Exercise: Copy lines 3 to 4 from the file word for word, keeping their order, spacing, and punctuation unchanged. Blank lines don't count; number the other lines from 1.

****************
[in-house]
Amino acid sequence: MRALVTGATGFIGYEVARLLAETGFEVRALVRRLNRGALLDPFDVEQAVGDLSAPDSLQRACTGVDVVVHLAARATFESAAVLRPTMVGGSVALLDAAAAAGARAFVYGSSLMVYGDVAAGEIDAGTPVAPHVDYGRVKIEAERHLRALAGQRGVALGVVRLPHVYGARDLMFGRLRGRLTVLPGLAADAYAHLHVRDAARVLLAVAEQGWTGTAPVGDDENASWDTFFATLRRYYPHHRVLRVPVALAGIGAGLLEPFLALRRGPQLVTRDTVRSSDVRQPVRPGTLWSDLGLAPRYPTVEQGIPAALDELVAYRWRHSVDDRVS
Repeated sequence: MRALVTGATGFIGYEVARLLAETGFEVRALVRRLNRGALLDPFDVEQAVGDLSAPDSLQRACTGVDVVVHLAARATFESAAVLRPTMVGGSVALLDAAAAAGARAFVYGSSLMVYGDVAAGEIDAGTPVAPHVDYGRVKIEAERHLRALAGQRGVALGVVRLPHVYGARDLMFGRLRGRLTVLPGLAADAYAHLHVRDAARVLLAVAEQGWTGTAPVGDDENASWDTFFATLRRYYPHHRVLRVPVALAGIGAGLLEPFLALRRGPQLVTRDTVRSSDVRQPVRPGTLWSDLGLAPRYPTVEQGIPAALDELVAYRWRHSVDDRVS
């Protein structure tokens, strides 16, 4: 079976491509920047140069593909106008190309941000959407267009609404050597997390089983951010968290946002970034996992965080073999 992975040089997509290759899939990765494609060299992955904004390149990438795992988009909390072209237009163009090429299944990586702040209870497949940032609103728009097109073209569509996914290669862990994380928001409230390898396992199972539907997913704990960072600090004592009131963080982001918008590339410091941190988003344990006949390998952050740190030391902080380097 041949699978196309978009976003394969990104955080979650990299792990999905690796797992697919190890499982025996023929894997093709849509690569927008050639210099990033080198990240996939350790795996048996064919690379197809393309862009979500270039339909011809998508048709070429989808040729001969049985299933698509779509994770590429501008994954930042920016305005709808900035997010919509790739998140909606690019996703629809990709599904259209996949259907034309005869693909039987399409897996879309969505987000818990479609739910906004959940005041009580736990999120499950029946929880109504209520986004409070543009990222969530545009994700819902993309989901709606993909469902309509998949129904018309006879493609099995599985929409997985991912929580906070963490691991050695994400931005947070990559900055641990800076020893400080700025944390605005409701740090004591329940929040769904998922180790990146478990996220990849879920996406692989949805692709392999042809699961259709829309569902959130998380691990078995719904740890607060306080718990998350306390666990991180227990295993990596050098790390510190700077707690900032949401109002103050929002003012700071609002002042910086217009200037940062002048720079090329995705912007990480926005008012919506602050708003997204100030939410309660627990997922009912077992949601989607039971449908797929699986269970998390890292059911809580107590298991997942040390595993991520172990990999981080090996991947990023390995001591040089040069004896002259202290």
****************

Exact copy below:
Repeated sequence: MRALVTGATGFIGYEVARLLAETGFEVRALVRRLNRGALLDPFDVEQAVGDLSAPDSLQRACTGVDVVVHLAARATFESAAVLRPTMVGGSVALLDAAAAAGARAFVYGSSLMVYGDVAAGEIDAGTPVAPHVDYGRVKIEAERHLRALAGQRGVALGVVRLPHVYGARDLMFGRLRGRLTVLPGLAADAYAHLHVRDAARVLLAVAEQGWTGTAPVGDDENASWDTFFATLRRYYPHHRVLRVPVALAGIGAGLLEPFLALRRGPQLVTRDTVRSSDVRQPVRPGTLWSDLGLAPRYPTVEQGIPAALDELVAYRWRHSVDDRVS
């Protein structure tokens, strides 16, 4: 079976491509920047140069593909106008190309941000959407267009609404050597997390089983951010968290946002970034996992965080073999 992975040089997509290759899939990765494609060299992955904004390149990438795992988009909390072209237009163009090429299944990586702040209870497949940032609103728009097109073209569509996914290669862990994380928001409230390898396992199972539907997913704990960072600090004592009131963080982001918008590339410091941190988003344990006949390998952050740190030391902080380097 041949699978196309978009976003394969990104955080979650990299792990999905690796797992697919190890499982025996023929894997093709849509690569927008050639210099990033080198990240996939350790795996048996064919690379197809393309862009979500270039339909011809998508048709070429989808040729001969049985299933698509779509994770590429501008994954930042920016305005709808900035997010919509790739998140909606690019996703629809990709599904259209996949259907034309005869693909039987399409897996879309969505987000818990479609739910906004959940005041009580736990999120499950029946929880109504209520986004409070543009990222969530545009994700819902993309989901709606993909469902309509998949129904018309006879493609099995599985929409997985991912929580906070963490691991050695994400931005947070990559900055641990800076020893400080700025944390605005409701740090004591329940929040769904998922180790990146478990996220990849879920996406692989949805692709392999042809699961259709829309569902959130998380691990078995719904740890607060306080718990998350306390666990991180227990295993990596050098790390510190700077707690900032949401109002103050929002003012700071609002002042910086217009200037940062002048720079090329995705912007990480926005008012919506602050708003997204100030939410309660627990997922009912077992949601989607039971449908797929699986269970998390890292059911809580107590298991997942040390595993991520172990990999981080090996991947990023390995001591040089040069004896002259202290």